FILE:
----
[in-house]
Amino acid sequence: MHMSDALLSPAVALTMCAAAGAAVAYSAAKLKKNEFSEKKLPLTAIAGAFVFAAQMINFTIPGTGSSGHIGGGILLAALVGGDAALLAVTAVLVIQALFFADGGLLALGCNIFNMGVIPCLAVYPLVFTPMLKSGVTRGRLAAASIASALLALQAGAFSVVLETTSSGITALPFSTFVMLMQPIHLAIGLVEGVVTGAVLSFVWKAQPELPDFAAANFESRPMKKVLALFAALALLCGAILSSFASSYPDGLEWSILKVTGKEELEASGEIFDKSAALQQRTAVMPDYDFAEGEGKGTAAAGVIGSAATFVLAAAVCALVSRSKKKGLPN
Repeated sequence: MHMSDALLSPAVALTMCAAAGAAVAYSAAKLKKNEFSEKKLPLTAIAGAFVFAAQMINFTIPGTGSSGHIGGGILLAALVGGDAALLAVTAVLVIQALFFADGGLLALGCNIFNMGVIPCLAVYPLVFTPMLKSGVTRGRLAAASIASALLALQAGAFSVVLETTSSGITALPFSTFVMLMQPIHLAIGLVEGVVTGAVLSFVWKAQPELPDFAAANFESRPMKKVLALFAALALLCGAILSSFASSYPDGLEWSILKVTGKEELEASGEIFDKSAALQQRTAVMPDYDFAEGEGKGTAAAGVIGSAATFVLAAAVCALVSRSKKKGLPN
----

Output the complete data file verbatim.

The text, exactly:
[in-house]
Amino acid sequence: MHMSDALLSPAVALTMCAAAGAAVAYSAAKLKKNEFSEKKLPLTAIAGAFVFAAQMINFTIPGTGSSGHIGGGILLAALVGGDAALLAVTAVLVIQALFFADGGLLALGCNIFNMGVIPCLAVYPLVFTPMLKSGVTRGRLAAASIASALLALQAGAFSVVLETTSSGITALPFSTFVMLMQPIHLAIGLVEGVVTGAVLSFVWKAQPELPDFAAANFESRPMKKVLALFAALALLCGAILSSFASSYPDGLEWSILKVTGKEELEASGEIFDKSAALQQRTAVMPDYDFAEGEGKGTAAAGVIGSAATFVLAAAVCALVSRSKKKGLPN
Repeated sequence: MHMSDALLSPAVALTMCAAAGAAVAYSAAKLKKNEFSEKKLPLTAIAGAFVFAAQMINFTIPGTGSSGHIGGGILLAALVGGDAALLAVTAVLVIQALFFADGGLLALGCNIFNMGVIPCLAVYPLVFTPMLKSGVTRGRLAAASIASALLALQAGAFSVVLETTSSGITALPFSTFVMLMQPIHLAIGLVEGVVTGAVLSFVWKAQPELPDFAAANFESRPMKKVLALFAALALLCGAILSSFASSYPDGLEWSILKVTGKEELEASGEIFDKSAALQQRTAVMPDYDFAEGEGKGTAAAGVIGSAATFVLAAAVCALVSRSKKKGLPN